Peacock flounders change color to camouflage with their surroundings to reduce the chances of being noticed by their predators.
The peacock flounder (Bothus mancus), also known as the flowery flounder, is a species of fish in the family Bothidae. The species is found widely in relatively shallow waters in the Indo-Pacific, also ranging into warmer parts of the East Pacific.
Like all flounders, peacock flounders are masters of camouflage. They use cryptic coloration to avoid being detected by both prey and predators. Whenever possible rather than swim they crawl on their fins along the bottom while constantly changing colors and patterns. In a study, peacock flounders demonstrated the ability to change colors in just eight seconds.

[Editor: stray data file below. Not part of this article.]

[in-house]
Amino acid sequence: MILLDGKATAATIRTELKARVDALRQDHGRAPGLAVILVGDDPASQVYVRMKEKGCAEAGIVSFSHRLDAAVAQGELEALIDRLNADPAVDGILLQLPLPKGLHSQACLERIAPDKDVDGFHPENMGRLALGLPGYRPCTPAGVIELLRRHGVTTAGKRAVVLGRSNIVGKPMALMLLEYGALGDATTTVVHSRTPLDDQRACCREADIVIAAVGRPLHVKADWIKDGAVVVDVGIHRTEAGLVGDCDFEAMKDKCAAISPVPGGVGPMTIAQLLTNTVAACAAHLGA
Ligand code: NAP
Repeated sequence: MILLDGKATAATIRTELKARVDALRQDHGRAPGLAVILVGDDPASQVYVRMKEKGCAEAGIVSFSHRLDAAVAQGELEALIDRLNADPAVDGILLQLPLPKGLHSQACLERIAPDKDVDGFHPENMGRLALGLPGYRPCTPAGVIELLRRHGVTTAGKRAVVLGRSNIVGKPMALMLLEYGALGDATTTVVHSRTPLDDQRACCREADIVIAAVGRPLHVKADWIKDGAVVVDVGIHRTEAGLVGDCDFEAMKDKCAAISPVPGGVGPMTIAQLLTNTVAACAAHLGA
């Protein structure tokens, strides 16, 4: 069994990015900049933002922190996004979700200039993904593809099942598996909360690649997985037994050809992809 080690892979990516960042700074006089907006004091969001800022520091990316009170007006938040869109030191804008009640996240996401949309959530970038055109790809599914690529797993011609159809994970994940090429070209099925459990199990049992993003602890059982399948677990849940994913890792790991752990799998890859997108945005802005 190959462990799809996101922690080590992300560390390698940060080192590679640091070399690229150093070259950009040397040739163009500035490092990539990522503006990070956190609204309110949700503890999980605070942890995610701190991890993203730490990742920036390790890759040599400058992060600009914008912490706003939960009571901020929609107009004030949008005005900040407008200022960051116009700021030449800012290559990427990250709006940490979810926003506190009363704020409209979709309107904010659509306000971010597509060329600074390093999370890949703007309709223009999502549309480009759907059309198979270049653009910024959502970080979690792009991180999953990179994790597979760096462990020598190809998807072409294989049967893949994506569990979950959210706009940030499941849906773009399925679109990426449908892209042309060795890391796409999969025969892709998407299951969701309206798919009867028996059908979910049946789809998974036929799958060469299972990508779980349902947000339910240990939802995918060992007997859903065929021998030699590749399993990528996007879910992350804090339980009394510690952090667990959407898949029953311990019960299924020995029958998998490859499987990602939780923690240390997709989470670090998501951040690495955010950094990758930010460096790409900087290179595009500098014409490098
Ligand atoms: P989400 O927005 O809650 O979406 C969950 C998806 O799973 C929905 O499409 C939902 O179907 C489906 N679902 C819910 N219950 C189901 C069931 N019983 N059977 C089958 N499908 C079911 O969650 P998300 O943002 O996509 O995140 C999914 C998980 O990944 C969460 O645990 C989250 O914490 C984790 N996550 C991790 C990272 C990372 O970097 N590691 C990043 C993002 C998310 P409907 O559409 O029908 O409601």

They were even able to match the pattern of a checkerboard they were placed on. The changing of the colors is an extremely complex and not well-understood process. It involves the flounder's vision and hormones. The flounders match the colors of the surface by releasing different pigments to the surface of the skin cells while leaving some of the cells white by sequestering those pigments.
If one of the flounder's eyes is damaged or covered by sand, the flounders have difficulties in matching their colors to their surroundings. When hunting or hiding from predators, the flounders bury themselves in the sand, leaving only the eyes protruding.